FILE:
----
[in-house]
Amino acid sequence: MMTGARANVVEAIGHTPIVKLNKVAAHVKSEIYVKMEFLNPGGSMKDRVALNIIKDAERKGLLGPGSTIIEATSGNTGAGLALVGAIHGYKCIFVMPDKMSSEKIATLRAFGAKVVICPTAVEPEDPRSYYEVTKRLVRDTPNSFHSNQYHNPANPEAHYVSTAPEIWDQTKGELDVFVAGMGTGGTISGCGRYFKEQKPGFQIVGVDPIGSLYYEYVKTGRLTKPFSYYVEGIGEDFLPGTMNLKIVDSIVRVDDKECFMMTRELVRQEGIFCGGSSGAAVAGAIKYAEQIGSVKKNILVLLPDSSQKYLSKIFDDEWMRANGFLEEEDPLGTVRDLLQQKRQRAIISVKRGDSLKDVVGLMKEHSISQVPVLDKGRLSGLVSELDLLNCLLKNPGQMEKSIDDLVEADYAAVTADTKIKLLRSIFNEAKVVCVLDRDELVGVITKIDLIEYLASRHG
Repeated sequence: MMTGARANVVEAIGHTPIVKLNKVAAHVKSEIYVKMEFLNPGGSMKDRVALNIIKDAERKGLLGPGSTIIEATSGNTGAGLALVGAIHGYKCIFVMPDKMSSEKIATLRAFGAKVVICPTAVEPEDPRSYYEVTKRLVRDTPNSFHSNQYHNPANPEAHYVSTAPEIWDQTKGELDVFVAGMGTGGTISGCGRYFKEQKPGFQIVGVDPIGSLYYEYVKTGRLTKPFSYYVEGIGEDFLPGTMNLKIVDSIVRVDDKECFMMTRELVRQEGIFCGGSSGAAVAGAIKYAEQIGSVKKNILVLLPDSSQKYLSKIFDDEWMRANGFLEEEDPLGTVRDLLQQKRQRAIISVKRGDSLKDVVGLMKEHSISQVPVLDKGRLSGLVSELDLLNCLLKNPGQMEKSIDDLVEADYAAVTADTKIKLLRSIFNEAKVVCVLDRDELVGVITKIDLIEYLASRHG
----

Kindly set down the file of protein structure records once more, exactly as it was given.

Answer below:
[in-house]
Amino acid sequence: MMTGARANVVEAIGHTPIVKLNKVAAHVKSEIYVKMEFLNPGGSMKDRVALNIIKDAERKGLLGPGSTIIEATSGNTGAGLALVGAIHGYKCIFVMPDKMSSEKIATLRAFGAKVVICPTAVEPEDPRSYYEVTKRLVRDTPNSFHSNQYHNPANPEAHYVSTAPEIWDQTKGELDVFVAGMGTGGTISGCGRYFKEQKPGFQIVGVDPIGSLYYEYVKTGRLTKPFSYYVEGIGEDFLPGTMNLKIVDSIVRVDDKECFMMTRELVRQEGIFCGGSSGAAVAGAIKYAEQIGSVKKNILVLLPDSSQKYLSKIFDDEWMRANGFLEEEDPLGTVRDLLQQKRQRAIISVKRGDSLKDVVGLMKEHSISQVPVLDKGRLSGLVSELDLLNCLLKNPGQMEKSIDDLVEADYAAVTADTKIKLLRSIFNEAKVVCVLDRDELVGVITKIDLIEYLASRHG
Repeated sequence: MMTGARANVVEAIGHTPIVKLNKVAAHVKSEIYVKMEFLNPGGSMKDRVALNIIKDAERKGLLGPGSTIIEATSGNTGAGLALVGAIHGYKCIFVMPDKMSSEKIATLRAFGAKVVICPTAVEPEDPRSYYEVTKRLVRDTPNSFHSNQYHNPANPEAHYVSTAPEIWDQTKGELDVFVAGMGTGGTISGCGRYFKEQKPGFQIVGVDPIGSLYYEYVKTGRLTKPFSYYVEGIGEDFLPGTMNLKIVDSIVRVDDKECFMMTRELVRQEGIFCGGSSGAAVAGAIKYAEQIGSVKKNILVLLPDSSQKYLSKIFDDEWMRANGFLEEEDPLGTVRDLLQQKRQRAIISVKRGDSLKDVVGLMKEHSISQVPVLDKGRLSGLVSELDLLNCLLKNPGQMEKSIDDLVEADYAAVTADTKIKLLRSIFNEAKVVCVLDRDELVGVITKIDLIEYLASRHG